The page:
Today marks an important anniversary for console gaming as a whole. You see, it was on November 14 a decade-and-a-half ago that Microsoft entered the ring with the first Xbox.
Originally unveiled at CES 2001 by then-CEO Bill Gates and released in November of the same year in the US, the original Xbox was Microsoft’s first foray into the console gaming market, entering the sixth generation alongside Sony’s PlayStation 2, Nintendo’s GameCube, and the short-lived Sega Dreamcast.
What began as a Frankenstein project involving disassembled Dell laptops, the Xbox was the company’s first standalone effort after previously working with Sega to support Windows CE on the Dreamcast. The original Xbox is responsible for pioneering a number of innovative features that would set the tone for future generations of console gaming.
Among others USP’s, the Xbox was the first home console to feature an 8 or 10 GB internal hard disk drive. While a common, expected addition in today’s age, back in 2001 such a feature negated the need for the more commonly used memory cards.
In November 2002, Microsoft launched the fee-based Xbox Live service as online gaming was acknowledged as one of the key pillars in the console’s strategy. This enabled subscribers to connect with other players and download new content via a broadband connection. It’s worth pointing out that Microsoft weren’t the first to bat with the idea: that honor goes to the Sega Dreamcast, which also included online support out-of-the-box.
However, where the Dreamcast failed the Xbox would succeed. Because of Xbox Live’s success the console was able to gain a foothold in online gaming and become a relevant competitor despite being in second place behind the PS2.
While Halo may have the distinction of being a “platform mover” for the Xbox brand as a whole, there’s little denying that a particular racing game by the name of Forza Motorsport shares a similar title. The above review, presented by the familiar face (and voice) of Brian Ekberg, Forza Motorsport was Turn 10’s opening chapter in their efforts to challenge Sony’s racing giant, Gran Turismo.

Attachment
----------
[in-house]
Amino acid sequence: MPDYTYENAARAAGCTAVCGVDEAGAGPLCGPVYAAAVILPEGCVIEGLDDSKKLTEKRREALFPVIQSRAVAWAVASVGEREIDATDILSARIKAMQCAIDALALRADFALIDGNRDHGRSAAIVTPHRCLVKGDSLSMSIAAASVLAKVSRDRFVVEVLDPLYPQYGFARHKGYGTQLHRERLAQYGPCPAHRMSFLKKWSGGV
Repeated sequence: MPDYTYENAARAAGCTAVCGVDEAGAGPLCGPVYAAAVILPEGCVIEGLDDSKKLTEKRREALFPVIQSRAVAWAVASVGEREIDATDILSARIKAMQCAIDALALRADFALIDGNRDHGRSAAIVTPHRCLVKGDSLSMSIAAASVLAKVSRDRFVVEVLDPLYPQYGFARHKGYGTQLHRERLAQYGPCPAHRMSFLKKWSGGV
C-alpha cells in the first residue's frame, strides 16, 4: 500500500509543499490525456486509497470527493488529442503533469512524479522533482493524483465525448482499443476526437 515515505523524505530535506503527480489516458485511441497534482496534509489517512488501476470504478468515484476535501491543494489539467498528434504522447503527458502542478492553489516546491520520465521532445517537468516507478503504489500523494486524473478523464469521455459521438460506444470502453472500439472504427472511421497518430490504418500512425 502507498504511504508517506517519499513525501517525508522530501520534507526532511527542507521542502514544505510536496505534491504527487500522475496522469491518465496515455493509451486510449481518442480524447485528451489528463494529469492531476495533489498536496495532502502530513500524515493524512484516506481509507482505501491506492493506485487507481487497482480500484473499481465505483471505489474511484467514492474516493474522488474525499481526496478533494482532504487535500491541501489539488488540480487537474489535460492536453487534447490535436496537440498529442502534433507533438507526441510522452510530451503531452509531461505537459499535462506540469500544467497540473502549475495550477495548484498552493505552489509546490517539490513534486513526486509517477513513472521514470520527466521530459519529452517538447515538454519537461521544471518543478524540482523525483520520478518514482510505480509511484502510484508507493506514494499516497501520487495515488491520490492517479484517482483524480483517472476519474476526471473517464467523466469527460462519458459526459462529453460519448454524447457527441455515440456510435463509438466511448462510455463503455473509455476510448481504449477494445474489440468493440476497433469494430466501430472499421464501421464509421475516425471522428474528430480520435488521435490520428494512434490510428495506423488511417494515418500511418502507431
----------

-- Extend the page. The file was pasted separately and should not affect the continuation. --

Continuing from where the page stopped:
While Forza’s roster of 231 cars paled in comparison to Gran Turismo 4’s 700+, Forza had a trick up its sleeve: Porsche. No standalone entry in Gran Turismo featured the Stuttgart brand by official means, even to this very day. Realistic damage was yet another feature in the game’s arsenal, giving it another “up” on the competition. The feature wouldn’t be adapted to Sony’s franchise until the 2010 release of Gran Turismo 5.
With several distinct sub-classes for the cars offered, ranging from C to R-P1, Forza offered everything from daily drivers to dyed in the wool racing machines, much like Gran Turismo. The first entry in the franchise offered a mix of licensed and fictional circuits, even including the first taste of night-time racing in the series, a feature that wouldn’t return until 10 years later with the release of Forza Motorsport 6.
As you may have expected, Microsoft has joined in to celebrate the 15th anniversary of their first gaming platform by serving up some particularly interesting stats for the brand over the past 15 years:
- Number of players: 222,468,423
- Number of total gaming hours: 100,539,390,670
- Number of total multiplayer hours: 29,000,304,183
- Number of Achievements unlocked: 32,667,582,157
- Gamerscore racked up: 572,605,554,587
- Highest Gamerscore: 1,416,465
- Number of Xbox Live friendships made: 4,233,891,482
Going one further, Head of Xbox Games Aaron Greenberg shared the following video displaying the original prototype of the console.
— Aaron Greenberg (@aarongreenberg) November 15, 2016
Gamers are encouraged to share their experiences with the #15YearsOfXbox hashtag on social media. It begs the question: what are your personal highlights with the brand?